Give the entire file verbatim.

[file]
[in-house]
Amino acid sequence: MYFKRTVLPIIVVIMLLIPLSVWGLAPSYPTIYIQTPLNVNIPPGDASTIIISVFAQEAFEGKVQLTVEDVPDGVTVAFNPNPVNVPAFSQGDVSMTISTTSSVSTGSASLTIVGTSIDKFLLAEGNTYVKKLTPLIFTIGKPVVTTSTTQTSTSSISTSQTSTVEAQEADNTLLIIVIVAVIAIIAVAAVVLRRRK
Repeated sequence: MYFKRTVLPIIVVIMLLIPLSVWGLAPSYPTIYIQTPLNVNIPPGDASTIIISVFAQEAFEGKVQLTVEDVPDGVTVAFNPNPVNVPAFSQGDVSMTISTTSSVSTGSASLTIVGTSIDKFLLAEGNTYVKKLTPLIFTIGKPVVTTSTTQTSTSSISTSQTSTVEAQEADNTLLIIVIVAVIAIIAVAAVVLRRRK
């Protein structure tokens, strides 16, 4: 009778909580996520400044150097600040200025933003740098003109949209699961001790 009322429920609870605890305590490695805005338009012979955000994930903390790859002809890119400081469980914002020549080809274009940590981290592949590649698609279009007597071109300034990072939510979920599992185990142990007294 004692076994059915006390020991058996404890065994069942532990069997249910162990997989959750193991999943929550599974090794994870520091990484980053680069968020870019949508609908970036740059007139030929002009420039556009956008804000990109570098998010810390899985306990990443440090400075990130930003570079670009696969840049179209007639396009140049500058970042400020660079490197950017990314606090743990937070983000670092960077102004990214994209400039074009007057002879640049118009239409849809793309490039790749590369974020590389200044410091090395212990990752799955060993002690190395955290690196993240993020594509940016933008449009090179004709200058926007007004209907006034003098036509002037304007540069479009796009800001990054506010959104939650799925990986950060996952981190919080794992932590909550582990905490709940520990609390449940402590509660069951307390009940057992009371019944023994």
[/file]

[in-house]
Amino acid sequence: MYFKRTVLPIIVVIMLLIPLSVWGLAPSYPTIYIQTPLNVNIPPGDASTIIISVFAQEAFEGKVQLTVEDVPDGVTVAFNPNPVNVPAFSQGDVSMTISTTSSVSTGSASLTIVGTSIDKFLLAEGNTYVKKLTPLIFTIGKPVVTTSTTQTSTSSISTSQTSTVEAQEADNTLLIIVIVAVIAIIAVAAVVLRRRK
Repeated sequence: MYFKRTVLPIIVVIMLLIPLSVWGLAPSYPTIYIQTPLNVNIPPGDASTIIISVFAQEAFEGKVQLTVEDVPDGVTVAFNPNPVNVPAFSQGDVSMTISTTSSVSTGSASLTIVGTSIDKFLLAEGNTYVKKLTPLIFTIGKPVVTTSTTQTSTSSISTSQTSTVEAQEADNTLLIIVIVAVIAIIAVAAVVLRRRK
């Protein structure tokens, strides 16, 4: 009778909580996520400044150097600040200025933003740098003109949209699961001790 009322429920609870605890305590490695805005338009012979955000994930903390790859002809890119400081469980914002020549080809274009940590981290592949590649698609279009007597071109300034990072939510979920599992185990142990007294 004692076994059915006390020991058996404890065994069942532990069997249910162990997989959750193991999943929550599974090794994870520091990484980053680069968020870019949508609908970036740059007139030929002009420039556009956008804000990109570098998010810390899985306990990443440090400075990130930003570079670009696969840049179209007639396009140049500058970042400020660079490197950017990314606090743990937070983000670092960077102004990214994209400039074009007057002879640049118009239409849809793309490039790749590369974020590389200044410091090395212990990752799955060993002690190395955290690196993240993020594509940016933008449009090179004709200058926007007004209907006034003098036509002037304007540069479009796009800001990054506010959104939650799925990986950060996952981190919080794992932590909550582990905490709940520990609390449940402590509660069951307390009940057992009371019944023994």